16 E. Martin St., Raleigh
5 p.m.–2 a.m.
window service for coffee and pastries
6:30 a.m.–1 p.m.
The number of people on Bittersweet’s staff who know the words to Rick Astley’s “Never Gonna Give You Up” is alarming.
Now that we’ve dispensed with the negative stuff, let’s talk about the positive aspects of this lively new cocktail-dessert bar in downtown Raleigh, created by owner and baker Kim Hammer of Bittycakes.
The space seems standard when you arrivea cluster of outdoor seating on the sidewalk, tables and bar stools beckoning inside. Then you notice the art by Hanksy on the back wall; it depicts an aproned Bruce Willis bearing a tower of boxes next to the inscription “Pie Hard.” After that you spy above the sink behind the counter a small picture of a scowling Henry Rollins, admonishing employees to wash their hands, and you think “Yeah, I’m going to like it here.”
A sip of a cocktail dubbed Johnny Hammersticks confirms the first impression. That particular cocktail, featuring Campari and coffee-infused Carpano vermouth, was part of a special Negroni Week menu. Because of seasonal ingredients and unexpected bounties new drinks often pop up on the menu. A recent cache of mint fresh from the garden led to creation of the Milano Cocktail-Not-Cookie under the “Fleeting Specials” section.
The combination of vodka, Fernet, Perucchi Blanc, mint, lemon and ginger ale made for a refreshing hot-weather drink, the sort of beverage you could easily down a pitcher of while relaxing in a backyard hammock. Of course, you’d end up sleeping in that hammock long afterward because a pitcher of the sneaky strong Milano would leave you beyond hammered.
Don’t worry about getting lost among the changing drink options. The people behind the counter don’t just mindlessly follow recipes. They know the ingredients in each specialty cocktail and how they harmonize with one another. Give them an idea of your likes and dislikes and then put yourself in their hands. Your palate will be happy with the result.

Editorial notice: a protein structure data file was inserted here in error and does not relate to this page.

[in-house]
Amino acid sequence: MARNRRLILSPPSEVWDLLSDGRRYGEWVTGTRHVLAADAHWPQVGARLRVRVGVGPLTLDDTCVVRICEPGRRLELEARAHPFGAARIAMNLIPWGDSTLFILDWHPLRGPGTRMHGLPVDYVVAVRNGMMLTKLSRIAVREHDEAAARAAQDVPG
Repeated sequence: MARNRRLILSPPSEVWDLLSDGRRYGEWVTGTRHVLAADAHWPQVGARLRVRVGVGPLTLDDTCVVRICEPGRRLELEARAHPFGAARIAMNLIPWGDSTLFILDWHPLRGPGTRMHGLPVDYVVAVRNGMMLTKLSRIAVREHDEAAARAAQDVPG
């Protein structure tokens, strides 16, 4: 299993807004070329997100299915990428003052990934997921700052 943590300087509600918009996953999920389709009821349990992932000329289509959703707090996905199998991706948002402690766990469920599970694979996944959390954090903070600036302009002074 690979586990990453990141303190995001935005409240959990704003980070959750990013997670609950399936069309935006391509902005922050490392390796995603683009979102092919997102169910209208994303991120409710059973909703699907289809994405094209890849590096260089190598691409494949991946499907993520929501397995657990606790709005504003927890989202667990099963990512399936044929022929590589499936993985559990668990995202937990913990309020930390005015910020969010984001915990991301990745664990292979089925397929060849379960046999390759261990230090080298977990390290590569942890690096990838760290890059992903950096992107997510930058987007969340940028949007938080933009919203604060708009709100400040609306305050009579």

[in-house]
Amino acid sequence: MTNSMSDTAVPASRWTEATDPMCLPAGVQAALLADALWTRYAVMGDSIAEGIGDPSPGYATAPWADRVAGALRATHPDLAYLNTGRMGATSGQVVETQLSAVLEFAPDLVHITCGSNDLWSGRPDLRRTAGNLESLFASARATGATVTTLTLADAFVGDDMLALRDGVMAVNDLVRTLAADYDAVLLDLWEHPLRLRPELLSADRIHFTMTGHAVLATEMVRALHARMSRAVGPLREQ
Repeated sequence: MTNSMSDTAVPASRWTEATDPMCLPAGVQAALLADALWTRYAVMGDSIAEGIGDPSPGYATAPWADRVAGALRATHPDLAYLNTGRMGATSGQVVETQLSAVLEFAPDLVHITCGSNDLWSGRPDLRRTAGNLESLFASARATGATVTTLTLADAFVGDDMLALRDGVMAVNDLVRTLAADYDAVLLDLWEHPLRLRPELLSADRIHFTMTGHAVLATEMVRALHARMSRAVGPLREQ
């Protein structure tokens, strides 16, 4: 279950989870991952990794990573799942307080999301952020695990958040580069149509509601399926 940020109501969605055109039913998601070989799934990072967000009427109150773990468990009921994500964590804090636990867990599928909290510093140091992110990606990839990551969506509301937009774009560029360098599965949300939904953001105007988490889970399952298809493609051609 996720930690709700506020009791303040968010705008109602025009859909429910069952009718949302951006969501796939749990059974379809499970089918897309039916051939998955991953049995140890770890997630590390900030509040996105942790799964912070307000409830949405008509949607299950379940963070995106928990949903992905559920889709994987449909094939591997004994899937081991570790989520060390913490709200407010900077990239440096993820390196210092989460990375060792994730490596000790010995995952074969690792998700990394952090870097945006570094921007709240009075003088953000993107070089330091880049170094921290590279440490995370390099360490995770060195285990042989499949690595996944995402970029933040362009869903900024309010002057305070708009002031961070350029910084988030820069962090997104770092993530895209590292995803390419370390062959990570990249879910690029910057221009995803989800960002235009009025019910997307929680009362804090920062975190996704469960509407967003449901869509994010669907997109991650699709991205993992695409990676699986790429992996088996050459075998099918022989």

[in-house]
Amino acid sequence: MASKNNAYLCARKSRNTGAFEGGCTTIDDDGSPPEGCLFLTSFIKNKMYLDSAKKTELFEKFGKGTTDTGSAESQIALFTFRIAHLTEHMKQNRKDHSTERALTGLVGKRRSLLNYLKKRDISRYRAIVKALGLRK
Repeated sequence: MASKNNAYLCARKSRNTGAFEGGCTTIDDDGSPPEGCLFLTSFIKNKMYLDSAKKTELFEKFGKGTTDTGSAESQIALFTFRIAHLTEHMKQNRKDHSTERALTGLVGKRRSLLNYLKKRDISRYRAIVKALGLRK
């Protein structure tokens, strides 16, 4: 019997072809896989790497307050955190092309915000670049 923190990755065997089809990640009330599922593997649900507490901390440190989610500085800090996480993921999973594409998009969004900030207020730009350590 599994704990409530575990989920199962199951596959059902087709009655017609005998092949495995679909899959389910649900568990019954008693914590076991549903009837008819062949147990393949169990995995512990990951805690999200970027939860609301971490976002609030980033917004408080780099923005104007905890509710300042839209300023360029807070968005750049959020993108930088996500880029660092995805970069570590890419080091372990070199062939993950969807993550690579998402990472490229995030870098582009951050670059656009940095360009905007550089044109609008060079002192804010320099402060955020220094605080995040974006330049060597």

My most frequent bartender was Tony. He often let me see and smell the bitters used in this selection or provided a whiff of the tea used in that one. Lewis exhibited the same enthusiasm, allowing sips of individual ingredients. Servers chimed in with spot-on suggestions as they passed by.
A wise choice as July descends is The Siren’s Song, a refreshing mix of Death’s Door gin, green-jasmine tea, mint and lime. Less summery but no less enjoyable is the Triumph Bonneville. I was wary. I love Scotch but combining it with coffee-infused vermouth and cherry brandy? Fortunately, the most noticeable contribution of the brandy is a lovely reddish color. The vermouth’s rich coffee flavor dominates. It is a drink to have again on return visits (at least until it slips from the menu).
Bittersweet does boast a group of consistently available “classics.” The James Joyce, with Jameson, vermouth, Cointreau and lime, is far less challenging than its namesake. It too is one to sip again on future visits. The Laura Palmer had me baffled. It had to be a Twin Peaks reference but nothing in its ingredientsvodka, lemon, black tea and raspberry liqueurseemed connected. Finally, I had to ask, is it served wrapped in plastic? What’s the tie-in? Hammer says it is indeed named after the Twin Peaks character but it is really more of a twist on the Arnold Palmer iced tea and lemonade drink. Ahhhh. Puzzle solved, drink thoroughly enjoyed.
Manhattans can be tricky to mix. The slightest imbalance can leave you drinking what tastes like syrup. The Bittersweet Manhattan speeds toward that too-sweet cliff but stops with brakes screeching just before sailing over the edge thanks to a carefully calibrated combination of Bulleit Rye, Vermouth di Torino and Burlesque bitters.
By the way, if you want an unfussy drink, there is a lovely bottle of 18-year-old Macallan on the shelf. (Leave some for me.)
I did veer into the dessert section occasionally while navigating the menu. The Derby Pie conjured memories of a friend’s annual Kentucky Derby party. Kentucky born and bred he would make a derby pie using a family recipe from previous generations. I’m confident he would approve of Bittersweet’s version.
The Peach-Doughnut Cobbler consists of a cinnamon cake doughnut, warm spiced peaches, cinnamon whipped cream, vanilla ice cream and candied bacon. Paired with an Americano made using Counter Culture coffee, it had me one cocktail short of licking the bowl.
If the bar had been emptier I might have gone for it even without the extra cocktail. But recent Friday and Saturday nights have been marked by a constant, convivial buzz, with most every seat taken. The number of couples in the room indicates it has already become a popular date stop. Each visit I’ve heard someone at a nearby table or barstool exclaim, “This is our new favorite place!” It certainly is mine. Go and see if it isn’t yours as well.
This article appeared in print with the headline “Sweet spot”